At the time of his appointment, Mr. Justice Osborne was serving as the Assistant Deputy Minister, Legal Services, with the Newfoundland and Labrador Department of Justice and Public Safety. Prior to being appointed Assistant Deputy Minister, he had served as Director of the Civil Division and as Manager of Civil Litigation for the Department. He has represented the Attorney General of Newfoundland and Labrador in a broad range of complex civil matters before the Supreme Court of Newfoundland and Labrador, the Court of Appeal of Newfoundland and Labrador, the Federal Court of Canada, and the Supreme Court of Canada. Prior to joining the Department of Justice and Public Safety in 2007, Justice Osborne maintained a general practice with the firm Benson Myles.
Always involved in his community, Justice Osborne has served on various committees and boards. He is a long-time member of the Rotary Club of St. John’s Northwest.
Justice Osborne and his spouse, Kerry Hatfield, are the proud parents of two boys, Jorden and Aidan. He enjoys hiking the East Coast Trail with his family in the summer and curling with his brother in the winter.
At the Superior Court level, more than 475 judges have been appointed since November 2015. These exceptional jurists represent the diversity that strengthens Canada. Of these judges, more than half are women, and appointments reflect an increased representation of visible minorities, Indigenous, LGBTQ2+, and those who self-identify as having a disability.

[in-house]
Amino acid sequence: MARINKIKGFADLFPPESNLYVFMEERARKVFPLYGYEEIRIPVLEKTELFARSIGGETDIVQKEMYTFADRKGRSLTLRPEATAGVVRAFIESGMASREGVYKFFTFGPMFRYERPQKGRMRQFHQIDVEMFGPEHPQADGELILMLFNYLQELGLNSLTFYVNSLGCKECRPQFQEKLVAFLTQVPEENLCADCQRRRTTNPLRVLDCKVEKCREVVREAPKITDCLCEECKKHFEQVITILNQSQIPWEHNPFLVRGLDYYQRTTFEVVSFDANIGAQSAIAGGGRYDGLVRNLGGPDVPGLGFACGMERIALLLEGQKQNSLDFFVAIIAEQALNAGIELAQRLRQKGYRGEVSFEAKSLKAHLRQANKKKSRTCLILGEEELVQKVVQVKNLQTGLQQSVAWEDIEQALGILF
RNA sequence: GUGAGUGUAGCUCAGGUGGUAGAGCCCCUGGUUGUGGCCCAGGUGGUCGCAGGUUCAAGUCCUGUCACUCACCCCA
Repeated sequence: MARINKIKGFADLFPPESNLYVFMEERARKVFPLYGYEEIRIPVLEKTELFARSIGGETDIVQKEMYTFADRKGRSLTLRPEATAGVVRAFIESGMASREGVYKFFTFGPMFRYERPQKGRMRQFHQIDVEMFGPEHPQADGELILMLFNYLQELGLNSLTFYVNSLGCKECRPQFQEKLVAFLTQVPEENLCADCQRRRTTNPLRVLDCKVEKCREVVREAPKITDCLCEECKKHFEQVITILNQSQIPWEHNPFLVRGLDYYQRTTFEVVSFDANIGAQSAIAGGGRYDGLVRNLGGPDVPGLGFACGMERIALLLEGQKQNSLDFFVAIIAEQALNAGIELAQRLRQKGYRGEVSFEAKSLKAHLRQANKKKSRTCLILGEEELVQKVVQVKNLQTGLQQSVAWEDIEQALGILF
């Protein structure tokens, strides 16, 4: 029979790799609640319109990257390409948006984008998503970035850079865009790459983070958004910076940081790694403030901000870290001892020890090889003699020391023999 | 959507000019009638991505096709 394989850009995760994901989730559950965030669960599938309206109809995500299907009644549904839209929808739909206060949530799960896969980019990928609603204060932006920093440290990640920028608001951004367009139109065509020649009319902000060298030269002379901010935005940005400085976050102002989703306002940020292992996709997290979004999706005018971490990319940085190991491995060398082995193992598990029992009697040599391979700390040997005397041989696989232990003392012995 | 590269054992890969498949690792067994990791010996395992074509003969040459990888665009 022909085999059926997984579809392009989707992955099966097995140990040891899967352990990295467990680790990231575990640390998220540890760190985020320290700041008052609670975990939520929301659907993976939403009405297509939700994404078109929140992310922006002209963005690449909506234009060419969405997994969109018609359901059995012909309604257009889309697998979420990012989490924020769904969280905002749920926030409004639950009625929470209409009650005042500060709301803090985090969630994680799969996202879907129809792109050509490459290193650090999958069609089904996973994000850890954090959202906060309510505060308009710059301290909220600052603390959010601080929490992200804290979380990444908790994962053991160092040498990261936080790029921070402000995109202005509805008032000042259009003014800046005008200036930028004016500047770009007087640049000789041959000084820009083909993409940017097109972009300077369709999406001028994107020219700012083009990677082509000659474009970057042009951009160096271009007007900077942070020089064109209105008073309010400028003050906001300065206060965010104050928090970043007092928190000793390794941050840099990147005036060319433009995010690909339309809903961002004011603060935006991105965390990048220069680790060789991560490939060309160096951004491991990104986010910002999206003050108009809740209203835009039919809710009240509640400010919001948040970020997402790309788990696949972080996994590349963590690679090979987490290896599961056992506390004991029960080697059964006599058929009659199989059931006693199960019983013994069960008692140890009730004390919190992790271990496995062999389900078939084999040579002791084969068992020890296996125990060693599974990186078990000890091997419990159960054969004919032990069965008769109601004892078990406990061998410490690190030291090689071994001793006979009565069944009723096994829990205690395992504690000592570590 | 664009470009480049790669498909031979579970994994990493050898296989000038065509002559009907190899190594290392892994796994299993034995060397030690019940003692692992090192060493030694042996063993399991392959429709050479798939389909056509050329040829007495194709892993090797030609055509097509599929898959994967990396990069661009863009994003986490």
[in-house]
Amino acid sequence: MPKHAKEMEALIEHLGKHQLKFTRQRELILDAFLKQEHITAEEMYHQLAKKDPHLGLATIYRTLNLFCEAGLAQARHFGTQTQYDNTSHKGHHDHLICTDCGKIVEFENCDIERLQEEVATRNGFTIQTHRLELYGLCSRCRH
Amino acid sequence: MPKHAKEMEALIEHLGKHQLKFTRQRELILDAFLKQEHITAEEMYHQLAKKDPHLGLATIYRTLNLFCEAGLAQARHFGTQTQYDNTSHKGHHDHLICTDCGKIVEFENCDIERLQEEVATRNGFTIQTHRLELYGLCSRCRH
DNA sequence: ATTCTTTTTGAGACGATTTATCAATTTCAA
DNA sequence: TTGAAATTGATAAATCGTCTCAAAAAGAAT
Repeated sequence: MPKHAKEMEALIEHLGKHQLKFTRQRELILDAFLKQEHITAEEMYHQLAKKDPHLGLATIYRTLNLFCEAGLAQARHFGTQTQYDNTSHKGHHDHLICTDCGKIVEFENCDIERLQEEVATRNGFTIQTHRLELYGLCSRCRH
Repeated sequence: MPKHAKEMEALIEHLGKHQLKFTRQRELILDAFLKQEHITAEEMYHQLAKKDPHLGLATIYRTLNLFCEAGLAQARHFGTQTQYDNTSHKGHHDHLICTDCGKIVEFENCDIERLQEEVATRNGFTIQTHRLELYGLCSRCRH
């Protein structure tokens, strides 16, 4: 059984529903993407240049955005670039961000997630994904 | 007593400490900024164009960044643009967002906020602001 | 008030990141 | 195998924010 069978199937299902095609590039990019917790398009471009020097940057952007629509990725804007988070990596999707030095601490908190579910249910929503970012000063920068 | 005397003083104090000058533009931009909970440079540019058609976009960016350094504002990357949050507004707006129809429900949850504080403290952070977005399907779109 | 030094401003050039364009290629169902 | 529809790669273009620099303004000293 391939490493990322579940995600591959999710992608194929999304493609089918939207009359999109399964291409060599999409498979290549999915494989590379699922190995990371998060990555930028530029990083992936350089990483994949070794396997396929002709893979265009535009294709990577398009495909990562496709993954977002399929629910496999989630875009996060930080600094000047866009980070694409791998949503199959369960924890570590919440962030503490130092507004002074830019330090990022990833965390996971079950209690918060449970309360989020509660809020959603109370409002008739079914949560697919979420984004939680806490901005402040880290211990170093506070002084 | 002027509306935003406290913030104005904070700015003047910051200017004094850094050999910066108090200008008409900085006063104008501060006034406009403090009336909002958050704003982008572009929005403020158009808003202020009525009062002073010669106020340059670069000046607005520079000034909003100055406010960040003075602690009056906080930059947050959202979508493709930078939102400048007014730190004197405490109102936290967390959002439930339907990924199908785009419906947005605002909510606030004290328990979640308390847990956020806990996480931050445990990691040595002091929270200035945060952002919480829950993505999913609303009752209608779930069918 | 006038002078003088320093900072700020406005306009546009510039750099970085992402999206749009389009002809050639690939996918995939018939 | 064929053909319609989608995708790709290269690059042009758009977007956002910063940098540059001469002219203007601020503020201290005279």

The Government of Canada is committed to promoting access to justice for all Canadians. To improve outcomes for Canadian families, Budget 2018 provides funding of $77.2 million over four years to support the expansion of unified family courts, beginning in 2019-2020. This investment in the family justice system will create 39 new judicial positions in Alberta, Ontario, Nova Scotia, and Newfoundland and Labrador.
Federal judicial appointments are made by the Governor General, acting on the advice of the federal Cabinet and recommendations from the Minister of Justice.
The Judicial Advisory Committees across Canada play a key role in evaluating judicial applications. There are 17 Judicial Advisory Committees, with each province and territory represented.
Significant reforms to the role and structure of the Judicial Advisory Committees, aimed at enhancing the independence and transparency of the process, were announced on October 20, 2016.
The Government of Canada is committed to promoting a justice system in which sexual assault matters are decided fairly, without the influence of myths and stereotypes, and in which survivors are treated with dignity and compassion. Changes to the Judges Act and Criminal Code that came into force on May 6, 2021, mean that in order to be eligible for appointment to a provincial superior court, candidates must agree to participate in continuing education on matters related to sexual assault law and social context, which includes systemic racism and systemic discrimination. The new legislation enhances the transparency of decisions by amending the Criminal Code to require that judges provide written reasons, or enter them into the record, when deciding sexual assault matters.
For more information, media may contact:
Office of the Minister of Justice
Department of Justice Canada